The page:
As a result, New Zealand is poised to elect its first ethnic Chinese Member of Parliament, 130 years after the first immigrant gold miners from China arrived. Pansy Wong, a 41-year-old Christchurch accountant born in Shanghai and educated in Hong Kong, is almost certain to be elected on the conservative National Party ticket.
Chinese immigrants were denied citizenship and the right to vote until the early 1950s. Since then, they have largely ignored the political process. "They always thought it was a white man's country," said Ken Yee, another National Party candidate who concedes he has only a 50-50 chance of election. Mr Yee, 43, a Canton-born lawyer, was brought to New Zealand by his immigrant parents when he was two.
One man is largely responsible for the immigrants' political awakening - Winston Peters, leader of the nationalist New Zealand First party, who earlier this year made a series of speeches on the theme: "Whose country is it anyway?"
Although he denied charges of racism, Mr Peters tapped latent xenophobia among white New Zealanders. Asian immigration has soared in recent years, with 20,851 people from Taiwan, China and Hong Kong being approved for residence in the 12 months to last June.
The government said the immigrants brought the money and skills New Zealand needs, but Mr Peters said many did not speak English, had no commitment to New Zealand and forced up house prices in Auckland, where most have settled. He called for an annual limit of 10,000 migrants, who would be admitted on probationary visas.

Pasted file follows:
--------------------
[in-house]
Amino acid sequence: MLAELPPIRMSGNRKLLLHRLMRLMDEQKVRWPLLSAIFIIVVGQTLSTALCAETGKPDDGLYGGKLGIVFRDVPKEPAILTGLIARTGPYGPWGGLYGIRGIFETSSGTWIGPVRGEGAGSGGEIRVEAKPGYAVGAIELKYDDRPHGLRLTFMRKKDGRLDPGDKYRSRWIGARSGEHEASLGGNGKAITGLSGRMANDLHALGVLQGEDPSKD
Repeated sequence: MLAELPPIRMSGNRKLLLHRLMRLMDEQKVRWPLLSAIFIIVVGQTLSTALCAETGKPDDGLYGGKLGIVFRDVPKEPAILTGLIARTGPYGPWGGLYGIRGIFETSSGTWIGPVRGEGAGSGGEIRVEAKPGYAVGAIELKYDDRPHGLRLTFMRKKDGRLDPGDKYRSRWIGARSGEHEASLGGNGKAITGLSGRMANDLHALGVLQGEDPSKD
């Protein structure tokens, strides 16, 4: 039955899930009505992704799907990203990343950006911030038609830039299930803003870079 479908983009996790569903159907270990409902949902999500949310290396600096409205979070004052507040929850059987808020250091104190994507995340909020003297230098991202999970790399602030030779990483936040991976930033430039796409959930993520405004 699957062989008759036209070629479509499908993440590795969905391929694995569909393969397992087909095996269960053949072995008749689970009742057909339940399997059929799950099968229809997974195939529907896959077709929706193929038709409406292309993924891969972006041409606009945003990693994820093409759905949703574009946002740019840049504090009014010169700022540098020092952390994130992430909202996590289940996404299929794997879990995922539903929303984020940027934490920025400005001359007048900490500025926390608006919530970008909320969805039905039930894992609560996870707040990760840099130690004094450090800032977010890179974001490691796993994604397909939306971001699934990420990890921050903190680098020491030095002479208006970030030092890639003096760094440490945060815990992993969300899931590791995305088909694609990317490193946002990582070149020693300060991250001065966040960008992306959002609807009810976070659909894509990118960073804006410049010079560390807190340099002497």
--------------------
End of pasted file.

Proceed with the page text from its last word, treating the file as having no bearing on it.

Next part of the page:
His speeches were blamed for an outbreak of racist attacks on Asians, and prompted the formation of the Ethnic Minority Party, led by Robert Hum, 42, an Auckland banker who migrated from Kuala Lumpur 10 years ago. He claims 120,000 members, and says he has documented 240 racist incidents. "The yellow-peril syndrome has become a paranoia here," he said. The National Party's Mr Yee had one of his election billboards defaced with the words: "Chinks eat cats."
The Asian communities, like European voters, have different electoral priorities, but one common goal - to stop Winston Peters. It may be a lost cause. While New Zealand First's popularity has slipped during the campaign, polls indicate that Mr Peters is likely to be the kingmaker - able to choose whether to join a coalition led either by the Nationals or the main opposition Labour Party.Reuse content